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Western Morning News November 1 2005


11:00 - 01 November 2005

A Westcountry MP last night called for a fresh inquiry into the origins of the 2001 foot and mouth disaster after the Government appeared to confirm that its inspectors had ignored a dangerous breach of animal health rules on the farm where the outbreak began.

In written evidence to the Commons public accounts committee the Department of the Environment, Food and Rural Affairs said it had been aware that Bobby Waugh had brought unprocessed catering waste on to his Northumberland pig farm just weeks before the disaster began, in clear breach of the regulations at the time.

The outbreak is believed to have been started by infected meat in untreated swill fed to pigs on Mr Waugh's farm. He was later convicted of a series of animal health offences and the Government has always denied any culpability.

The new evidence will reopen concerns about the role of government inspectors who renewed the farmer's licence to feed swill just weeks before the outbreak began in February 2001, despite signs that his farm was breaching regulations. The department's evidence claims that inspectors did not allow Mr Waugh to "store" unprocessed swill on his farm, but concedes that "some unprocessed catering waste was held temporarily".

The Animal Byproducts Order 1999, which governed swill feeding at the time, appears to suggest that even this was illegal. The order states: "No person shall bring unprocessed catering waste on to any premises where pigs are kept."

Andrew George, the MP for St Ives and former Lib-Dem rural affairs spokesman, said Defra's admission was further evidence for the need for a proper inquiry. "The fact that information is still having to be dragged out of the department bit by bit makes it appear that they have been trying very hard to cover up some level of incompetence on their part.

"The moment has passed for a full public inquiry into foot and mouth, but I do believe it would be worth having an independent review of what happened in terms of Defra's responsibility. If they have nothing to hide then I can't see what objection they can have to an independent review."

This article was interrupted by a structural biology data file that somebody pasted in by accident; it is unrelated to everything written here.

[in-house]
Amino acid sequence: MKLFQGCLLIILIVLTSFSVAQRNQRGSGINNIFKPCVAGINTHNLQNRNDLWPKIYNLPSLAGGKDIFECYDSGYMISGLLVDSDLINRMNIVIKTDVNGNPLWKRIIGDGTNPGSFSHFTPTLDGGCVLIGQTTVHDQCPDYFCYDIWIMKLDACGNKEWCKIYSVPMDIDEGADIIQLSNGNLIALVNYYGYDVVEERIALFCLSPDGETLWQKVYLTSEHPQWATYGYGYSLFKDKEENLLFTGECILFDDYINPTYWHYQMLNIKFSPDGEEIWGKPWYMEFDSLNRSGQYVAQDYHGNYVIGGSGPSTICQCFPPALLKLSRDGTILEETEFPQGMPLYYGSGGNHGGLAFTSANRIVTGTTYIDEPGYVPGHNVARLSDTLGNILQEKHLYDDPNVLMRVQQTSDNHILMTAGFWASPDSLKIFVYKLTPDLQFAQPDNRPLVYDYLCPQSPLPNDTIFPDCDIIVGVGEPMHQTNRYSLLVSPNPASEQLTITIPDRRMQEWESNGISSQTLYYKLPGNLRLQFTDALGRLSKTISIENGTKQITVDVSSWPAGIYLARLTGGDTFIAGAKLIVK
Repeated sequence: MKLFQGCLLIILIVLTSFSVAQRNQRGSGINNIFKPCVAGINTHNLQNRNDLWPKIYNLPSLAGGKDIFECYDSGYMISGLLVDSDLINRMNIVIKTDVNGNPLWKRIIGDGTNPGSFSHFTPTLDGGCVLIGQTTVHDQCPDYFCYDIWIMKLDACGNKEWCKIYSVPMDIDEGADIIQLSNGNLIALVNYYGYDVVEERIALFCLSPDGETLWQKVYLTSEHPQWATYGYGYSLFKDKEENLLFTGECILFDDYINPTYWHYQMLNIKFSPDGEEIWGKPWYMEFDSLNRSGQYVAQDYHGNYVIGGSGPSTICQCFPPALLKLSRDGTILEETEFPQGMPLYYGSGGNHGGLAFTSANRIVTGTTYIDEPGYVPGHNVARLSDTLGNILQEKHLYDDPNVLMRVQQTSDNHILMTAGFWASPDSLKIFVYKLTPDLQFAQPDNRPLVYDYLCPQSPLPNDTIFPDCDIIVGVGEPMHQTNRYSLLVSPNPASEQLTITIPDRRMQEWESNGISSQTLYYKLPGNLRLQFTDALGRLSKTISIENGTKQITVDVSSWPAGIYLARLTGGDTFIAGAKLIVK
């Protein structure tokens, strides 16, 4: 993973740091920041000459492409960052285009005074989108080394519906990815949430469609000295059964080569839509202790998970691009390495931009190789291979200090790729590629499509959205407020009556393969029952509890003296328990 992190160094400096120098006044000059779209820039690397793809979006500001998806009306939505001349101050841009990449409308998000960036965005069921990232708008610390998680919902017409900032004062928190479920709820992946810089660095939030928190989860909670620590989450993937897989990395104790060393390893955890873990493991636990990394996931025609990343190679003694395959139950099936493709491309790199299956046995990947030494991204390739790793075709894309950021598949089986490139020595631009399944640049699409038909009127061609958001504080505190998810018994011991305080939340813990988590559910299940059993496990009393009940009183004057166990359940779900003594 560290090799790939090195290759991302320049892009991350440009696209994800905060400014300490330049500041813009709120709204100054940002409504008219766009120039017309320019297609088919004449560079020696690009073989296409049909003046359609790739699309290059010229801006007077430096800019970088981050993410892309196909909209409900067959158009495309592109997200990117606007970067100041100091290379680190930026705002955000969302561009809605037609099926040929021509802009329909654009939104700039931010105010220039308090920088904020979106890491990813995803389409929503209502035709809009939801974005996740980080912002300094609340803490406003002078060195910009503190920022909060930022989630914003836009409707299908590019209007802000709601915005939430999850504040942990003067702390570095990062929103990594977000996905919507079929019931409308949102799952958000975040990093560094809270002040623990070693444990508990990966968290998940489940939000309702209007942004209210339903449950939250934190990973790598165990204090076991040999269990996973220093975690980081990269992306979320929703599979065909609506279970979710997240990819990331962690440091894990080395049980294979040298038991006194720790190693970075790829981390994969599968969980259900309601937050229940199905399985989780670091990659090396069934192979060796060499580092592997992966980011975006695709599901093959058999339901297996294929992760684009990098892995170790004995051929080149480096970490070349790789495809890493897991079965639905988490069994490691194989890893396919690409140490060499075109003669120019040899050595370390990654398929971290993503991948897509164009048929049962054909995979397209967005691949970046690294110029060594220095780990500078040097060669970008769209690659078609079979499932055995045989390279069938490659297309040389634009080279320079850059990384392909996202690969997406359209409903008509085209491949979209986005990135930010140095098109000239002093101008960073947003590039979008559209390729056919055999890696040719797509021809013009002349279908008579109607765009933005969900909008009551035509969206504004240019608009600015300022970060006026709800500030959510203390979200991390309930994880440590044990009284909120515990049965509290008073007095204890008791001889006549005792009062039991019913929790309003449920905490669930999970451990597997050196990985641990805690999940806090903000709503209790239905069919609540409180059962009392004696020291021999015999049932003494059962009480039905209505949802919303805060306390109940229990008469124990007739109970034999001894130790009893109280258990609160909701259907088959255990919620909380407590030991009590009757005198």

The government vet Jim Dring, who renewed Bobby Waugh's licence in January 2001, admitted that he had been aware of the breach. In a report on the incident Mr Dring said he had twice warned Mr Waugh about the practice of keeping unprocessed swill on his premises. Mr Dring said that the 2001 disaster "would never have come about" if his inspection had been "more rigorous".

But his report was suppressed by the Government and never reached the "Lessons Learned" inquiry into the disaster to which Mr Dring had addressed it.

At a Commons hearing in February this year Defra attempted to claim that the area where the unprocessed swill was kept was not part of Mr Waugh's farm. But Angela Browning, Conservative MP for Tiverton and Honiton, produced a map of the farm which clearly showed that the area was on a part of the farm's premises just yards from where Mr Waugh kept his pigs.

Last night Mrs Browning said it was not good enough to claim that the unprocessed material was only held temporarily - even if it were true. "Even that is against the regulations," she said. She urged Parliamentary Ombudsman Ann Abraham to take the evidence into account in her ongoing inquiry into the Government's decision to ban swill feeding.

Yesterday's public accounts committee report called on the Government to ensure that all animal health regulations were enforced.

"Inspectors having and applying a comprehensive and clear understanding of all relevant legislation and regulations is essential," the report said.